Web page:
A British marketing agency has killed a test of wireless technology that linked smart phone data from passers-by to display ads. There’s a lesson here for other organizations

Reaction to a British company’s plan to use Wi-Fi-enabled recycling bins on London streets to track smart phones and customize display advertising is a warning to organizations pondering use of the technology.

 
If you’ve missed the story, a company called Renew London says it was testing the technology on 12 of 100 bins in the capital with LCD advertising screens.  The idea was to grab the MAC addresses from nearby handsets with location tracking enabled, correlate data and serve up ads tailored to passers-by.
(Renew London created this graphic to show how technology works)

The data doesn’t have a name or address, Renew London’s CEO Kaveh Memari told the Quartz Website, which broke the news last week. But on Monday the city of London demanded the test be stopped and the company complied.

Ever since location data became available in wireless devices organizations have been licking their lips at the possibilities. Why guess at what consumers want when you can track their patterns – where they have been, how long they linger in front or inside a business et cetera.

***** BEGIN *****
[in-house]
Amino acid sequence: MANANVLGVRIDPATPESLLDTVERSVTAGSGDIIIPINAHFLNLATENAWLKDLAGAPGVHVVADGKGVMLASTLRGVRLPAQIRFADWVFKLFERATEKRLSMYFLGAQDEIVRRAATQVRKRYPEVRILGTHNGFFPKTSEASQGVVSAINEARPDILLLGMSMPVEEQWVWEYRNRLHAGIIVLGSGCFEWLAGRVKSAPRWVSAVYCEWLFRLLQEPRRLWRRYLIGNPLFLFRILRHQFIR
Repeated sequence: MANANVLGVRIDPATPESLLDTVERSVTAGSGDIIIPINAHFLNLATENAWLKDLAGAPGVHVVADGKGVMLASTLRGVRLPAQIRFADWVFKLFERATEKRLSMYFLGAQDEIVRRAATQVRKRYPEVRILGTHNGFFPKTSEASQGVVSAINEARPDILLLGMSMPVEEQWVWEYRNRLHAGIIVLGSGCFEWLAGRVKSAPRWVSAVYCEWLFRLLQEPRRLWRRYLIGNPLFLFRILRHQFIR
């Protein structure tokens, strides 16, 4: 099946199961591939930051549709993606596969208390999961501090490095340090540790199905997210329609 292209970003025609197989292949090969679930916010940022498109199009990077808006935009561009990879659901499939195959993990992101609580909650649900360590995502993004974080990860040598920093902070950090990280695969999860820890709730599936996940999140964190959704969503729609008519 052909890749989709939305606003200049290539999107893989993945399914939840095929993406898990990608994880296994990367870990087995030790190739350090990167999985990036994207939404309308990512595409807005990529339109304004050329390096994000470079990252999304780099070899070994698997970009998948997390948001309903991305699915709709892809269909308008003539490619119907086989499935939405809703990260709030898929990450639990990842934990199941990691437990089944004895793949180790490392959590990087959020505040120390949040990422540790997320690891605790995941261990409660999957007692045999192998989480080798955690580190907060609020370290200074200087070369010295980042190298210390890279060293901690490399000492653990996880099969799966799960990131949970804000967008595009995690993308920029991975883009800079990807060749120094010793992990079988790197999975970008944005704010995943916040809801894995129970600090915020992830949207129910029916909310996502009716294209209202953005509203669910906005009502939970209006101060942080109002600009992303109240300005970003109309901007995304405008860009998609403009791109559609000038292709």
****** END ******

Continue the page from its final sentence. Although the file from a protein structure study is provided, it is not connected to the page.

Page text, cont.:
After all, goes the reasoning, if the user didn’t want to be tracked the location service can be turned off.

Still, it didn’t take long for Memari to issue a statement saying the controversy is overstated. The process was like a Website being able to count how many hits it has had and how many repeat visitors. No personal details were collected. A lot of the complaints were about possibilities for the technology that might be created but didn’t exist now, he added.

But he acknowledged that for the company’s idea to go forward people will have to be comfortable with interactive technology.
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“Come the time we discuss creating the future levels of (data) protection, we can move to an improved service where we can bring better content to people,” he added. “In doing so, we may find that the law has not yet fully developed and it is our firm intention to discuss any such progressions publicly first and especially collaborate with privacy groups such as EFF (Electronic Frontiers Foundation) to make sure we lead the charge on this as we are with the implementation of the technology.”

That’s a welcome approach.  Many people are uncomfortable with tracking technology, even more so with the recent revelations by U.S. security worker Edward Snowden about the ability of American intelligence agencies to collect electronic data about phone calls and email. It’s important for organizations to be upfront about what they’re doing with data. 
 
 
 
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